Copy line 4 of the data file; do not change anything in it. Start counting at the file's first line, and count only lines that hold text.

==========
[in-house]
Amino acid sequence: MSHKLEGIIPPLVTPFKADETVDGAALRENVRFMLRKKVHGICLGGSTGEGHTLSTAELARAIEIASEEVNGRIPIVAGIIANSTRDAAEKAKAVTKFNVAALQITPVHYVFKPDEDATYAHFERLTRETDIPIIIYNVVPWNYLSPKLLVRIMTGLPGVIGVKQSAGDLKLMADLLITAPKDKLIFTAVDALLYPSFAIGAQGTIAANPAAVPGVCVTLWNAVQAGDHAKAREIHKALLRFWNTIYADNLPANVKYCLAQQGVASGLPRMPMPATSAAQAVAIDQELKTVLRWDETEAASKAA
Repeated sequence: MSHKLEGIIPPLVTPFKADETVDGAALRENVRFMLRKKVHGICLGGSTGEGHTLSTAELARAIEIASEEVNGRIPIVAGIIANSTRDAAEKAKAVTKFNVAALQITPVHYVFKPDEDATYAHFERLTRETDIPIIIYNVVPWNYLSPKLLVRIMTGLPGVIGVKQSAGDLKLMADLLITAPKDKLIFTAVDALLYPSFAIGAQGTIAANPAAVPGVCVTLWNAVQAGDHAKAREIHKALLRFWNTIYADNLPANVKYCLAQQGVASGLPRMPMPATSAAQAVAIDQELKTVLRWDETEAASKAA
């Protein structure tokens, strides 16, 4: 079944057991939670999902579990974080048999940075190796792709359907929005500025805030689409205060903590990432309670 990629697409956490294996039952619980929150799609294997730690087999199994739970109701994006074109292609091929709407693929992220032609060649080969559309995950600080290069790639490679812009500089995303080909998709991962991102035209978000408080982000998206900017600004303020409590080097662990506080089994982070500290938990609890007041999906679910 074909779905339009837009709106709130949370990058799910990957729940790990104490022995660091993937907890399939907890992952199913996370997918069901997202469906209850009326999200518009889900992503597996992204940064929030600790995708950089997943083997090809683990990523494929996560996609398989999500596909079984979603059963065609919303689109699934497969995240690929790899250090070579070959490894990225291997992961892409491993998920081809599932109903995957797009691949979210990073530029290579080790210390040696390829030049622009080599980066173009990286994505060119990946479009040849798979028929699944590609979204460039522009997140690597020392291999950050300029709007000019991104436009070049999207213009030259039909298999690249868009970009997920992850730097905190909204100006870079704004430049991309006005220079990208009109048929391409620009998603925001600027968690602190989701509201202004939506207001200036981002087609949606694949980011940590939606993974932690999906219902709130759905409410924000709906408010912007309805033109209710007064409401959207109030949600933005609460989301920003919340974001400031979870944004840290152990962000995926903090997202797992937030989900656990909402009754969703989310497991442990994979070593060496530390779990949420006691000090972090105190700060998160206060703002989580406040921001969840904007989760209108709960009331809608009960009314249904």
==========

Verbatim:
């Protein structure tokens, strides 16, 4: 079944057991939670999902579990974080048999940075190796792709359907929005500025805030689409205060903590990432309670 990629697409956490294996039952619980929150799609294997730690087999199994739970109701994006074109292609091929709407693929992220032609060649080969559309995950600080290069790639490679812009500089995303080909998709991962991102035209978000408080982000998206900017600004303020409590080097662990506080089994982070500290938990609890007041999906679910 074909779905339009837009709106709130949370990058799910990957729940790990104490022995660091993937907890399939907890992952199913996370997918069901997202469906209850009326999200518009889900992503597996992204940064929030600790995708950089997943083997090809683990990523494929996560996609398989999500596909079984979603059963065609919303689109699934497969995240690929790899250090070579070959490894990225291997992961892409491993998920081809599932109903995957797009691949979210990073530029290579080790210390040696390829030049622009080599980066173009990286994505060119990946479009040849798979028929699944590609979204460039522009997140690597020392291999950050300029709007000019991104436009070049999207213009030259039909298999690249868009970009997920992850730097905190909204100006870079704004430049991309006005220079990208009109048929391409620009998603925001600027968690602190989701509201202004939506207001200036981002087609949606694949980011940590939606993974932690999906219902709130759905409410924000709906408010912007309805033109209710007064409401959207109030949600933005609460989301920003919340974001400031979870944004840290152990962000995926903090997202797992937030989900656990909402009754969703989310497991442990994979070593060496530390779990949420006691000090972090105190700060998160206060703002989580406040921001969840904007989760209108709960009331809608009960009314249904």